Smile revised its iOS version, TextExpander Touch ($5) to work within the add-on keyboard approach in iOS 8. Snippets can sync using Dropbox among Mac and iOS devices.
Security pundits, including yours truly, recommend that you create a unique strong password for every site or service you use. That’s impossible for a human to manage, but an integrated password generator and secure storage app like 1Password ($50) handles that with ease. It can create random password according to rules you set, or those absurd ones imposed by sites, and then securely store them for you.
That would be perfectly dandy, but not terribly useful if that’s all it did. However, 1Password also comes with browser plug-ins for Safari, Chrome, and Firefox, which let you invoke the app while visiting a site. Tap a keystroke, and it either prefills a username, password, and more, if there’s only one match; or lets you choose among multiple accounts for a site. When creating an account, the password generator can be invoked in the same way.
1Password also stores and can fill in one or more identities (address information), as well as credit-card details. Versions are available for Windows, iOS, and Android, and a password database can be synced among them. (The App Store version is required for iCloud sync with OS X and iOS.)
The similarly featured LastPass is an alternative for those who want to be able to gain access to passwords via website, which 1Password doesn’t offer.
Keeping files up to date among multiple computers was a pain for many years. It wasn’t until Dropbox (free tier with 2 GB to 16 GB; 1 TB Dropbox Pro, $10/month or $100/year) appeared—a harbinger of cloud storage—that it became simple. Dropbox has a single folder into which you can place anything, and it’s copied to its Internet storage in your account, while also synchronized to any computer logged into the same account. (You can selectively omit specific subfolders on each machine.)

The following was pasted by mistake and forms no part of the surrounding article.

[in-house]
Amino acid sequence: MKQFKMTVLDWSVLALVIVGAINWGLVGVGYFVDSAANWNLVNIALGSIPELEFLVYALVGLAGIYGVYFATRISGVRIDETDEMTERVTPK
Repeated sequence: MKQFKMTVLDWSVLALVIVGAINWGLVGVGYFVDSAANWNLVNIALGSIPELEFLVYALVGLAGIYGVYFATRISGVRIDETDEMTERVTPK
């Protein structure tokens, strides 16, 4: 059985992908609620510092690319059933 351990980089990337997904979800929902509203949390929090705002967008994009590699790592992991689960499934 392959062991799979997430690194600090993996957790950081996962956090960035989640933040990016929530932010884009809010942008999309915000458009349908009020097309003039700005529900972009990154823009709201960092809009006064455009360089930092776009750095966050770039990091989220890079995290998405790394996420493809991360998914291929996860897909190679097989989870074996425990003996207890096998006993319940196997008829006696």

That would be enough, but Dropbox also offers two kinds of sharing. Shared folders sync the contents to any members who have joined the folder. A shared link allows any recipient to download a file or folder, or browse a folder’s contents.
Because Dropbox keeps a copy centrally, it keeps track of every change. Older versions and even deleted files are available for up to 30 days after a change or removal, and a $39-per-year upgrade to Dropbox Pro, called Extended Version History, extends that to a year. Dropbox’s iOS client lets you browse its cloud-stored versions, forward files, and download them to the app or open in other apps.
You already have FaceTime available on your computer and iOS devices. Why would you need Skype (free)? Because not everyone you know has a Mac, iPhone, or iPad, and because FaceTime doesn’t come with a calling plan, even though in Yosemite, OS X can access your iPhone to make and receive calls to landlines and cellular numbers.
Skype has a tattered history of Mac updates, but it remains the lingua franca for person-to-person and group Internet telephone calls. The service also has inexpensive calling plans for making unlimited phone calls to specific countries (such as the US and Canada), and cheap per-minute rates without a plan or to countries not included in a plan. You can pay for one or more incoming “real” phone numbers, too, placing them in countries in which you routinely receive calls, making it a local call for residents there.
It offers audio only and video calls, as well as screen sharing, file transfer, and instant messaging, along with SMS. I’ve used Skype for years as my main incoming and outgoing business line to avoid the fixed cost, and as it’s typically higher quality than a cell call.
CrashPlan can back up any selection of files to a locally connected drive, a local-area network volume, a peer’s drive elsewhere, or its cloud service—in any combination. Only the cloud storage comes with a fee attached, $4-$6/month individual, $9-$14/month family. The family subscription option lets you pull in any of your otherwise backup-adverse relatives without them having to manage the details of a separate account themselves.